cervical disc replacement by Colin Booth

Disc Herniation in Young Adults

Dr. Colin Booth, MD , a spine medicine physician at Tennessee Orthopaedic Clinics, explains what can be done for young adults with disc herniation.

booth_558x400-209x300 Disc Herniation in Young Adults Patient Education Spine  knoxville orthopedic clinicWhat can be done for disc herniation in young adults?

For patients with minimal degenerative changes, there’s still a very healthy looking disc but they have a disc herniation pushing on the nerve, we can do a disc replacement, which is seen here. What this does is it mimics the natural movement of the disc that we are taking out to take the pressure off the nerves. What that helps with is decreasing chances of the discs above and below going bad or having revision surgery.

Who is the best candidate for this procedure?

Typically, this is more for younger patients because they have less degenerative changes. Most of the patients that I put these in are usually late twenties going into their early forties.

What causes disc herniation in young adults?

It could be an injury, motor vehicle accident, work injury. That could just cause enough trauma to where the disc herniates and pushes on the nerve. Other than that, they don’t have any other real neck or degenerative issues, and so we just try to treat the exact problem.

How does this work?

The actual disc replacement itself is basically two metal plates that kind of bite into the bone on either side, and then there is a plastic disc which can move forward, backwards and side-to-side to mimic the full 360-degree or three-axis range of motion of the disc in the neck.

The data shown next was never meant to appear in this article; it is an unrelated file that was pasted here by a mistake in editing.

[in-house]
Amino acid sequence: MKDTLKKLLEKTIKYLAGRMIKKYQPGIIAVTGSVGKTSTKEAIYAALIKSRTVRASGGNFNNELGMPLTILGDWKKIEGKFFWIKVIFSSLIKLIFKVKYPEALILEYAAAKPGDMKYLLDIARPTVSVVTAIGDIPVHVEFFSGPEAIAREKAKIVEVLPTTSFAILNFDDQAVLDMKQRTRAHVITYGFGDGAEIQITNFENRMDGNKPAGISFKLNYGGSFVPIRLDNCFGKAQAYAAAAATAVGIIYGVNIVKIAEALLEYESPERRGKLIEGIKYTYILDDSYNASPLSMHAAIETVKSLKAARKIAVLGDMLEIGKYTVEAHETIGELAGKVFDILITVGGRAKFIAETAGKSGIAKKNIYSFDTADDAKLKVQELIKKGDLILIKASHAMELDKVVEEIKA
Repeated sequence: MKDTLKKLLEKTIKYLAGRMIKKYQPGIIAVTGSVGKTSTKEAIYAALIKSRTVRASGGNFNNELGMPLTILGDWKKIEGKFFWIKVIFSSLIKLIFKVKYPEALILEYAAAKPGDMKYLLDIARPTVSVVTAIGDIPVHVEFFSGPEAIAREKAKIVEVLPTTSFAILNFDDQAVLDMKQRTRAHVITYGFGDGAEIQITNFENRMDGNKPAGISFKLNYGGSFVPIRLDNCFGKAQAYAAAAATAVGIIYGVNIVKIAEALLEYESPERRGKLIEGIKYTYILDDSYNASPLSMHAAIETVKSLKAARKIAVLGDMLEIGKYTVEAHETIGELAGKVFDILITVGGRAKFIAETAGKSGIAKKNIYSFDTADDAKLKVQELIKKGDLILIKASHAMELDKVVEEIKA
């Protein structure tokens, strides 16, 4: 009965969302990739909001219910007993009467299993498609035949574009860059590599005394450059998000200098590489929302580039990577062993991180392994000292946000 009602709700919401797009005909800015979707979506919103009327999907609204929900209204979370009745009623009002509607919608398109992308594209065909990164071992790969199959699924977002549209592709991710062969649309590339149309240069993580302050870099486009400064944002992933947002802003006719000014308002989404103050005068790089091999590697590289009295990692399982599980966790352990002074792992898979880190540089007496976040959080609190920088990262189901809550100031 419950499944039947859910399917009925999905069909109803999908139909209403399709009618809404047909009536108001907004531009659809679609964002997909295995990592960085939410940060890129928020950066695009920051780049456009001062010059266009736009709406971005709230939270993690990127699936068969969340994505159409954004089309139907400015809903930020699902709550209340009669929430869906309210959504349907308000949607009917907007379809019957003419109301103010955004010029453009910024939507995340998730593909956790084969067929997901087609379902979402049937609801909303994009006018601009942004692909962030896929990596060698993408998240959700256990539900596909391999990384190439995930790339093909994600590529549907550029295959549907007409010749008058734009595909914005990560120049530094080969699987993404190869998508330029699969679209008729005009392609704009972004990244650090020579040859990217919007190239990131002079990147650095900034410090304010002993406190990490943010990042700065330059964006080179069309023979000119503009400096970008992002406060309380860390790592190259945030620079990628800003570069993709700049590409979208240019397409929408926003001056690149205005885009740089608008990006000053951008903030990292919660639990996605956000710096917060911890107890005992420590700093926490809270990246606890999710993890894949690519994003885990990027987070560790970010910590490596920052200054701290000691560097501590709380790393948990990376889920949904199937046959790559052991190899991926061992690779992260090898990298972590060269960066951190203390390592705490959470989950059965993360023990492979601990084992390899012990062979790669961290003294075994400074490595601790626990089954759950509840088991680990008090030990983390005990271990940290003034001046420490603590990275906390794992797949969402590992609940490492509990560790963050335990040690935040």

Why do you go through the front of the neck?

Going through the front of the neck seems kind of scary, but typically it’s actually way less painful than going through the back of the neck or even, for lower back surgery, going through the back. We’re not cutting any muscle. We’re using natural muscle planes, just moving things aside gently. Typically, patients tolerate that much better postoperative than they do when we go through the actual posterior aspect of the spine.

Is it a long recovery?

Going through the front of the neck seems kind of scary, but typically it’s actually way less painful than going through the back of the neck or even, for lower back surgery, going through the back. We’re not cutting any muscle. We’re using natural muscle planes, just moving things aside gently. Typically, patients tolerate that much better postoperative than they do when we go through the actual posterior aspect of the spine.

Herniated Disc Replacement in Young Adults